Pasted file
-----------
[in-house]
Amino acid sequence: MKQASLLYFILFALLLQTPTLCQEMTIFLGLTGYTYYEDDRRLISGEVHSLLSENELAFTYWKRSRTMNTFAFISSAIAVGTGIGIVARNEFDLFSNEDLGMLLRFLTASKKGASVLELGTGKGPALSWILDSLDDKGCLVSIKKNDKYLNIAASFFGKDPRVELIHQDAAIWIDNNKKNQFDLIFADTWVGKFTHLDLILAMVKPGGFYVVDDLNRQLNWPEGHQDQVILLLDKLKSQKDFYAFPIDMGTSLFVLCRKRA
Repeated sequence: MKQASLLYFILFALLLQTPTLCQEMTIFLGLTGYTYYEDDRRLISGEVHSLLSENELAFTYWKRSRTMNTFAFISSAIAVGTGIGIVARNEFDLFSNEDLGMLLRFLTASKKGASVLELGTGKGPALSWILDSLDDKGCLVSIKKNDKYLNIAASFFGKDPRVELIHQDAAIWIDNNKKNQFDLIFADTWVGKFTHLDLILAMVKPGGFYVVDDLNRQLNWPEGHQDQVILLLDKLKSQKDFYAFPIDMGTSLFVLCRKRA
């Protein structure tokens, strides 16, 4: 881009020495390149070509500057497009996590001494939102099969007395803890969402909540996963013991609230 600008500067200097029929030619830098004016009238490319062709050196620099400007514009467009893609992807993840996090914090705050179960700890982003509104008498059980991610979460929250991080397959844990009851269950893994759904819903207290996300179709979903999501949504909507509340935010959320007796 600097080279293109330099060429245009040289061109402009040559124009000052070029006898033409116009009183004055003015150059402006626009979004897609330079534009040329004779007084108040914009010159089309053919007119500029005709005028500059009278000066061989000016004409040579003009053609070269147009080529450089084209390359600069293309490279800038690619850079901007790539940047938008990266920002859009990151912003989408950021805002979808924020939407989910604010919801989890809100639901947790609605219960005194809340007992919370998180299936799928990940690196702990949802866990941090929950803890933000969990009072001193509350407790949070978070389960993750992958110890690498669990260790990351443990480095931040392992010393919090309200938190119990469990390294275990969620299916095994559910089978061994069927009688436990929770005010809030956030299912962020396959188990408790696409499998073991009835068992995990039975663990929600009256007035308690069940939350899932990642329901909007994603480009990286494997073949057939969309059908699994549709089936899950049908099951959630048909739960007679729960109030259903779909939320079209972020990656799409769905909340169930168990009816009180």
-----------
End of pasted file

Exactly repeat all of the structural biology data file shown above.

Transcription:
[in-house]
Amino acid sequence: MKQASLLYFILFALLLQTPTLCQEMTIFLGLTGYTYYEDDRRLISGEVHSLLSENELAFTYWKRSRTMNTFAFISSAIAVGTGIGIVARNEFDLFSNEDLGMLLRFLTASKKGASVLELGTGKGPALSWILDSLDDKGCLVSIKKNDKYLNIAASFFGKDPRVELIHQDAAIWIDNNKKNQFDLIFADTWVGKFTHLDLILAMVKPGGFYVVDDLNRQLNWPEGHQDQVILLLDKLKSQKDFYAFPIDMGTSLFVLCRKRA
Repeated sequence: MKQASLLYFILFALLLQTPTLCQEMTIFLGLTGYTYYEDDRRLISGEVHSLLSENELAFTYWKRSRTMNTFAFISSAIAVGTGIGIVARNEFDLFSNEDLGMLLRFLTASKKGASVLELGTGKGPALSWILDSLDDKGCLVSIKKNDKYLNIAASFFGKDPRVELIHQDAAIWIDNNKKNQFDLIFADTWVGKFTHLDLILAMVKPGGFYVVDDLNRQLNWPEGHQDQVILLLDKLKSQKDFYAFPIDMGTSLFVLCRKRA
């Protein structure tokens, strides 16, 4: 881009020495390149070509500057497009996590001494939102099969007395803890969402909540996963013991609230 600008500067200097029929030619830098004016009238490319062709050196620099400007514009467009893609992807993840996090914090705050179960700890982003509104008498059980991610979460929250991080397959844990009851269950893994759904819903207290996300179709979903999501949504909507509340935010959320007796 600097080279293109330099060429245009040289061109402009040559124009000052070029006898033409116009009183004055003015150059402006626009979004897609330079534009040329004779007084108040914009010159089309053919007119500029005709005028500059009278000066061989000016004409040579003009053609070269147009080529450089084209390359600069293309490279800038690619850079901007790539940047938008990266920002859009990151912003989408950021805002979808924020939407989910604010919801989890809100639901947790609605219960005194809340007992919370998180299936799928990940690196702990949802866990941090929950803890933000969990009072001193509350407790949070978070389960993750992958110890690498669990260790990351443990480095931040392992010393919090309200938190119990469990390294275990969620299916095994559910089978061994069927009688436990929770005010809030956030299912962020396959188990408790696409499998073991009835068992995990039975663990929600009256007035308690069940939350899932990642329901909007994603480009990286494997073949057939969309059908699994549709089936899950049908099951959630048909739960007679729960109030259903779909939320079209972020990656799409769905909340169930168990009816009180």